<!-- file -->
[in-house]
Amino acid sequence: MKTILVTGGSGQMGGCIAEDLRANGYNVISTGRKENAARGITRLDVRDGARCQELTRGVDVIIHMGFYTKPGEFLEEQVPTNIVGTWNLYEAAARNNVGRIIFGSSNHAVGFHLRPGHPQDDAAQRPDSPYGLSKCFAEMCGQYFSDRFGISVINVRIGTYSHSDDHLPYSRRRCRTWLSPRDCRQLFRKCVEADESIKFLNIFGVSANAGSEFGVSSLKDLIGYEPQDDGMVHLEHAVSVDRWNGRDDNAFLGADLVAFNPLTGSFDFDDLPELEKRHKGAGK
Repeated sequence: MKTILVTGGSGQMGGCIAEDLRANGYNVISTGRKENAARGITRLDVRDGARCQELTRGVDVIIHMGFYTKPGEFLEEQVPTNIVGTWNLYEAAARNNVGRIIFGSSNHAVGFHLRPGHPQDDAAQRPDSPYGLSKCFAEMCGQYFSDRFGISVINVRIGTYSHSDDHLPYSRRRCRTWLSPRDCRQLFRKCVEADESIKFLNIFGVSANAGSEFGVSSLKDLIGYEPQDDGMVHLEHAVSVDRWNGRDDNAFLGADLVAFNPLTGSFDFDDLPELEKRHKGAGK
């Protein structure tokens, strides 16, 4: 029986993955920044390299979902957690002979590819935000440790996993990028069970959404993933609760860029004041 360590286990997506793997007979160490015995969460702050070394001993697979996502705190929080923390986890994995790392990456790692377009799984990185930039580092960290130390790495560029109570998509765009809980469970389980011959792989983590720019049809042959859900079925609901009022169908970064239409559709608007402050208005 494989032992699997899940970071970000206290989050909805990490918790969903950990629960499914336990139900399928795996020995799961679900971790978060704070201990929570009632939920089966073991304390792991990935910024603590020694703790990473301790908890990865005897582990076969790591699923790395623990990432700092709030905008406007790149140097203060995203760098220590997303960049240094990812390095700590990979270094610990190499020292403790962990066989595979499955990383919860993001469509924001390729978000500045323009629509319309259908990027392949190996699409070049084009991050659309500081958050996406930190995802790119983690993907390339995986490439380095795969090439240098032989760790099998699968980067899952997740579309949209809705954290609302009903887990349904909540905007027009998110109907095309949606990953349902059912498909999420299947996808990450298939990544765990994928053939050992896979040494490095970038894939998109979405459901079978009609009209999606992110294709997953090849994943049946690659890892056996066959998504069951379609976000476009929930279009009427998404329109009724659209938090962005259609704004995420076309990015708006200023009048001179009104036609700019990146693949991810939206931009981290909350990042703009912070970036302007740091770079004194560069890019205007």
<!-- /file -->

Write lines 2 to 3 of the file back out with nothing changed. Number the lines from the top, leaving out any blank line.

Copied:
Amino acid sequence: MKTILVTGGSGQMGGCIAEDLRANGYNVISTGRKENAARGITRLDVRDGARCQELTRGVDVIIHMGFYTKPGEFLEEQVPTNIVGTWNLYEAAARNNVGRIIFGSSNHAVGFHLRPGHPQDDAAQRPDSPYGLSKCFAEMCGQYFSDRFGISVINVRIGTYSHSDDHLPYSRRRCRTWLSPRDCRQLFRKCVEADESIKFLNIFGVSANAGSEFGVSSLKDLIGYEPQDDGMVHLEHAVSVDRWNGRDDNAFLGADLVAFNPLTGSFDFDDLPELEKRHKGAGK
Repeated sequence: MKTILVTGGSGQMGGCIAEDLRANGYNVISTGRKENAARGITRLDVRDGARCQELTRGVDVIIHMGFYTKPGEFLEEQVPTNIVGTWNLYEAAARNNVGRIIFGSSNHAVGFHLRPGHPQDDAAQRPDSPYGLSKCFAEMCGQYFSDRFGISVINVRIGTYSHSDDHLPYSRRRCRTWLSPRDCRQLFRKCVEADESIKFLNIFGVSANAGSEFGVSSLKDLIGYEPQDDGMVHLEHAVSVDRWNGRDDNAFLGADLVAFNPLTGSFDFDDLPELEKRHKGAGK